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Aroldis Got Squeezed, and then He Got Crushed. Marlins 2, Reds 1.

Bill Welke held low strikes in contempt tonight, and while that's his prerogative, it may well have changed the game.

Ed Zurga

Before we even approach talking about baseball, we all should stand and applaud the collective effort of each police and intelligence force that took part in the manhunt for the fugitive bombers of the Boston Marathon. It's been a harrowing experience for Bostonians, and it's a situation that has at many points given each of us a much more grounded perspective on the many things that we think we take seriously. Sometimes it's unfortunate that it takes such extremist acts for us to really realize the everyday contributions from which we benefit, but the Boston Police Department, the Massachusetts State Police, and the other enforcement agencies would be the first to tell you that while their acts over the past few days were heroic, they were also first and foremost just doing their job. They're that kind of dedicated, and I hope it makes you take a second glance at some of the things you think are important. It's certainly had that effect on me.

Tip a cap, raise a glass, and cheers these folks. While you're at it, give a preemptive tip of the cap to the future jurors on the case; they're going to be thrust into a spotlight they've never dreamed of. They'll need some support, too.

To baseball.

The Joe Nuxhall Memorial Honorary Star of the Gam

It seems to be a recurring theme among the JNMHSotG voters (population: 1) that pitchers continue to get the nod here, and that's totally Okie Dokie. It was, of course, the pitching staff that carried the 2012 Reds to the heights they achieved, and despite the addition of Shin-Soo Choo in the offseason and Johnny Cueto's injury, I still consider this a pitching-led team. Mat Latos currently sits atop said staff, and he tossed a gem tonight that's totally praise worthy. Latos threw 7 innings, striking out 10 Fish while walking just one and allowing just one run. That's about as dominant as it gets.

Unfortunately, Latos was about the only Red who had a game worth remembering (he doubled, too). Former kinda-decent sorta bit-above-average AL starter Kevin Slowey somehow managed to put the kibosh on the Reds bats. I guess you can't score 11 runs every game. Sigh.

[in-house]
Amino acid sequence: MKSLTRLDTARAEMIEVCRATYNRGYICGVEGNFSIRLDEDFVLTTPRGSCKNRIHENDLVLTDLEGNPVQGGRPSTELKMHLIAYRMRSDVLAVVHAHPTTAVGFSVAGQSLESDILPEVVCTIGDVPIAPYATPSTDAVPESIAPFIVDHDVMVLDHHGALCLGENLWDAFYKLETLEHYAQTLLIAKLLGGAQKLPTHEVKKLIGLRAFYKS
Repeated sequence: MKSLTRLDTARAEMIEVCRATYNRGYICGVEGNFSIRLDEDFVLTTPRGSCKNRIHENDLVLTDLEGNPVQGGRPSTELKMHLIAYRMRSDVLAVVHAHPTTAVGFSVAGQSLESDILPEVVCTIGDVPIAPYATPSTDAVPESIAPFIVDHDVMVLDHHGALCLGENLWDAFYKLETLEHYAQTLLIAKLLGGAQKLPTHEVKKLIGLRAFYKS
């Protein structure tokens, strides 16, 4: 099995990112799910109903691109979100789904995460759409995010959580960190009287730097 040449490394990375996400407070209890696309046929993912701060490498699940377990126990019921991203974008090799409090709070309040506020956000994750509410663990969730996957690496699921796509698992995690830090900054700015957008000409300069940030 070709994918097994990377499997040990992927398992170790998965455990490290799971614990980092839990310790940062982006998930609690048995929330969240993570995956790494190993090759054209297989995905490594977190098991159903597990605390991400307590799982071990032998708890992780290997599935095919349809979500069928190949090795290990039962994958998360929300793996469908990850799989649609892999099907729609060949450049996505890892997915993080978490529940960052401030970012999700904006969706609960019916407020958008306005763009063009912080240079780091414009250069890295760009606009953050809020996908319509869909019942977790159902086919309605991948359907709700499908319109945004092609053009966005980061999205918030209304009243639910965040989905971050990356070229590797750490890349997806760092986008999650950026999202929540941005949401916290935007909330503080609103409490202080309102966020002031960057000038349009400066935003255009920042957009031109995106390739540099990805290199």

Key Plays

  • I speak with no facetiousness when I say that the Reds currently have not only an MVP candidate, but an MVP contender as their leadoff hitter. In the Bottom of the 1st, Choo made me feel like a natural woman with a triple off the wall in CF. Two batters later, Joey Votto swung at a 3-0 pitch, hit a deep fly to LF, Choo scored, and P-Doc began planning his victory parade. Reds led, 1-0.
  • In the Top of the 3rd, the Marlins did all they could do against Latos: small ball. Singles by Green and Solano preceded a sac bunt by Slowey, and Placido Polanco singledo to score Green, but Solano was thrown out attempting to score. Don't run on Bruce, gah. Game tied, 1-1.
  • Aroldis Chapman was tasked with pitching the Top of the 9th since no save situation presented itself, and the game took a turn for the worse from the Reds perspective. Sitting on a 2-1 count against Justin Ruggiano, Chapman threw what the Fox tracker showed was pretty clearly a low strike on a fastball. That would've made the count 2-2, and while Aroldis' overall stats are thoroughly dominant (.481 OPS against for his career), the difference between his OPS against in 2-2 counts ( and 3-1 counts (.898) is striking. That may have taken a slider out of the equation, and instead Chapman grooved a strike that Ruggiano crushed over the CF wall. The Reds went rather quietly in the 9th, and that was that. Reds lose, 2-1.

<iframe src="" frameborder="0" scrolling="no" height="450" width = "450" style="border:1px solid black;"></iframe><br /><span style="font-size:9pt;">Source: <a href="">FanGraphs</a></span>

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